As rare as it is for a small town like Templin to claim a German chancellor, Ms. Wenzer says there is no Merkel mania. In fact, Wenzer's English teacher of eight years is Merkel's elderly mother, but, despite having taken two-hour classes each week from her, the waitress didn't know who her teacher's daughter was for three years. "She never talks about her daughter," Wenzer says.
The waitress guesses that in the restaurant – and the town at large – loyalties are evenly divided. "But I'm voting for her [party]," says Wenzer. "I think she understands the problems of the East."
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Much of Merkel's style of governance is, in fact, a product of national context. She has to navigate a political system that was created precisely to rein in the power of national figures. And she speaks for a populace that is historically wary of inflation and today anxious about having to shoulder too much of the burden of bailing out other countries in the EU.
During the election campaign, the eurocrisis hardly featured in any party's platform until Germany's finance minister, Wolfgang Schäuble, said on the campaign trail in August that Greece would need a third bailout. The opposition Social Democrats tried to capitalize on the statement, but in reality there is little policy difference between the parties on the crisis.
"German leaders know there is a high premium for projecting stability, and there is a risk factor for grandiose ideas," says Mr. Kornblum, the former ambassador. But he says the national mood intersects with Merkel's nature – with remarkable success today.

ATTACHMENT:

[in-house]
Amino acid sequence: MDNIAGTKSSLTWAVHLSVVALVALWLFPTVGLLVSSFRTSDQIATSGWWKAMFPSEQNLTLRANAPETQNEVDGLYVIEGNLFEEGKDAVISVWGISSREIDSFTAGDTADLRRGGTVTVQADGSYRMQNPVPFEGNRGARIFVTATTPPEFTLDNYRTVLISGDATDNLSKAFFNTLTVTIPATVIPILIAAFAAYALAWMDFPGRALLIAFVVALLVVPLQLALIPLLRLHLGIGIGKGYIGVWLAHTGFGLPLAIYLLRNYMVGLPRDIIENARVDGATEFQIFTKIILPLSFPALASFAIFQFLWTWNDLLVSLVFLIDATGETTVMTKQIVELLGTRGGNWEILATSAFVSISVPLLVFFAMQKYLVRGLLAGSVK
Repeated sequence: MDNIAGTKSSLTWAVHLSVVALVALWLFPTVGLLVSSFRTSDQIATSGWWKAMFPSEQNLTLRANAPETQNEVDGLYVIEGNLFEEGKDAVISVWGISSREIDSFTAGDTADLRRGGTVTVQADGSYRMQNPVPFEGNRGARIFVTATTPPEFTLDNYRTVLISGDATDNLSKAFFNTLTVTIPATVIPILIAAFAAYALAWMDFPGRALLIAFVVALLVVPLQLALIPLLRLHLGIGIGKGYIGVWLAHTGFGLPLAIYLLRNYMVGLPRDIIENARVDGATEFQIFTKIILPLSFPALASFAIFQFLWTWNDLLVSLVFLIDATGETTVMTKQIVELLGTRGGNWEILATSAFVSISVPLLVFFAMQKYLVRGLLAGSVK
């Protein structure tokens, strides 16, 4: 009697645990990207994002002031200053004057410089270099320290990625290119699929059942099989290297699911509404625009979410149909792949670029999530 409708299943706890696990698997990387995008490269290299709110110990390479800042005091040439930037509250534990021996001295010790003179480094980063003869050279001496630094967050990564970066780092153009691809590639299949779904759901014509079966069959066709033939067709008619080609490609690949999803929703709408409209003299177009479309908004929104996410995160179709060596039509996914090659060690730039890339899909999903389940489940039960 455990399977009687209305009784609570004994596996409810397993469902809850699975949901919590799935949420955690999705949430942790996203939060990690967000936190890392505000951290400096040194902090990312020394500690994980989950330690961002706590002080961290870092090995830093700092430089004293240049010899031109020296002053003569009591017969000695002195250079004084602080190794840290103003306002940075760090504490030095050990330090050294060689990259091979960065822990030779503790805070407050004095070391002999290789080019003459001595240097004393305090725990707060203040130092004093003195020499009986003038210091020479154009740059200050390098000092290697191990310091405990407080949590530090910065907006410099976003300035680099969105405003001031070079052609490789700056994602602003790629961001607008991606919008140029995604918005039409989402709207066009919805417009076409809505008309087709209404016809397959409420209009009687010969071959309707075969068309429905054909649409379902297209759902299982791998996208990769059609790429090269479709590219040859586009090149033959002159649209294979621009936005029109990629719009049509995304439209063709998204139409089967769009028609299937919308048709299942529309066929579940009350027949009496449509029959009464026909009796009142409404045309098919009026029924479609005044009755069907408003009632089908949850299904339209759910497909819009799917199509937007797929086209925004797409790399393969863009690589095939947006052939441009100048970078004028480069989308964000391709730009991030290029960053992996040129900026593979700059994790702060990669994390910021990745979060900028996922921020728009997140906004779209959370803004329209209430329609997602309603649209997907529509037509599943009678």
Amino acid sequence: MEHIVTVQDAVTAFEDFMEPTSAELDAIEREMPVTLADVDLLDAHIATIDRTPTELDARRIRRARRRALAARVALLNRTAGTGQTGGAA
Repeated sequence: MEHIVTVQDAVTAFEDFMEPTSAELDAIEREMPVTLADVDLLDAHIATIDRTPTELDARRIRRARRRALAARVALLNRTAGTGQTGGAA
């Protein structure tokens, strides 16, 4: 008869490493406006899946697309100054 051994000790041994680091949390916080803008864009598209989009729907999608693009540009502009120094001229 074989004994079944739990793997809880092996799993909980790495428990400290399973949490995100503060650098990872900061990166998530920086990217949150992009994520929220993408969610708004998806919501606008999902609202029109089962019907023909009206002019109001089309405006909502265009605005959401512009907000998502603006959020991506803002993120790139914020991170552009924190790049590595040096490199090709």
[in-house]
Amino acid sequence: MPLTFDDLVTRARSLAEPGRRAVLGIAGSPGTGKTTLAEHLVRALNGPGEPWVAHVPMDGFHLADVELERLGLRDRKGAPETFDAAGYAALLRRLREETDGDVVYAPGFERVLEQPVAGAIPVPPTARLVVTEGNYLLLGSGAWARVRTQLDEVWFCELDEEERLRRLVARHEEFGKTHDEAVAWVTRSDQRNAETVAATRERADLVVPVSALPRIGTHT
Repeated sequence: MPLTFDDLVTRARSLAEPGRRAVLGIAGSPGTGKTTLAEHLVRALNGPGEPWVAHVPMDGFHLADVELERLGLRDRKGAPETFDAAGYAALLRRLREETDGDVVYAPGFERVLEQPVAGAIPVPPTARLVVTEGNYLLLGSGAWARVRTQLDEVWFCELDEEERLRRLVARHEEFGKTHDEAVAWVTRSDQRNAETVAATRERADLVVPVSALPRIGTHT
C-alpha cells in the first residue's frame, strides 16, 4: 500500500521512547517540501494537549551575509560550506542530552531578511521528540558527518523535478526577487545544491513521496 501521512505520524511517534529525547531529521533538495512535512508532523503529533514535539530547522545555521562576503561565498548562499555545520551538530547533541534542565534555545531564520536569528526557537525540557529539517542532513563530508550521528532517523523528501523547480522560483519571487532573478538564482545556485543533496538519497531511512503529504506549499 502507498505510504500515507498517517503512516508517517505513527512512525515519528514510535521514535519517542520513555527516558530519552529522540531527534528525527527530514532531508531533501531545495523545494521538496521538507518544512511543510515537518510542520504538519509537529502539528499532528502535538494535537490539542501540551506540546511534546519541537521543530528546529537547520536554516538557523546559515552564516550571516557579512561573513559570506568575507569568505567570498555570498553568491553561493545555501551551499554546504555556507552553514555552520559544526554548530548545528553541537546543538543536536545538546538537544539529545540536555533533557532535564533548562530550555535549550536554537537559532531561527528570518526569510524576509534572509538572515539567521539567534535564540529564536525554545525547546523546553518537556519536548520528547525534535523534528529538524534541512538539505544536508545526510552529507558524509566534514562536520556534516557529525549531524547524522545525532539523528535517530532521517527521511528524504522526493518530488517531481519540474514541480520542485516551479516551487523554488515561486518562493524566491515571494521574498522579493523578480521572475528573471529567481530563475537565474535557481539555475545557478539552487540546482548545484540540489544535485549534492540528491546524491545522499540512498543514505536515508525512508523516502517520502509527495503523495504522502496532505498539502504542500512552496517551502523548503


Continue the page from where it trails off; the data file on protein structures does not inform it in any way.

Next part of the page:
Nikolaus Blome, author of a new book on the chancellor, says Merkel has managed to turn the notion of "hesitancy," which carries a slightly negative connotation, into the characteristic that Germans like most about their chancellor.
Supporters and critics alike say she's shown an aptitude for moving Germany and Europe toward the goal she wants. Her tone is never dictatorial, says a high-level European diplomat in Berlin. "She never faces anyone down. She is never publicly antagonistic," he says. At the end, she has an ability to "bring people with her."
While she is stern in public, especially at the European level, those who interact with her in smaller groups call her warm and inclusive. At meetings with campaign staff, she asks for all opinions, says Lutz Meyer, the founder of Blumberry, which is running her advertising campaign. "She'll say, 'OK, now this person is speaking, no one interrupt,' " says Mr. Meyer. She digests all information. If she doesn't like an idea, she'll never dismiss it outright. She is never late. Meyer says she's always impeccably prepared.
She not only wants the opinions of those around her, she peppers experts with questions, unafraid to appear unknowing about any subject. "She doesn't suffer from the affliction of vanity," says Heckel. That was clear in her early career when she wore no makeup, despite relentless derision, believing her words mattered, not what she looked like. But it trickles into her management style, too, Heckel says.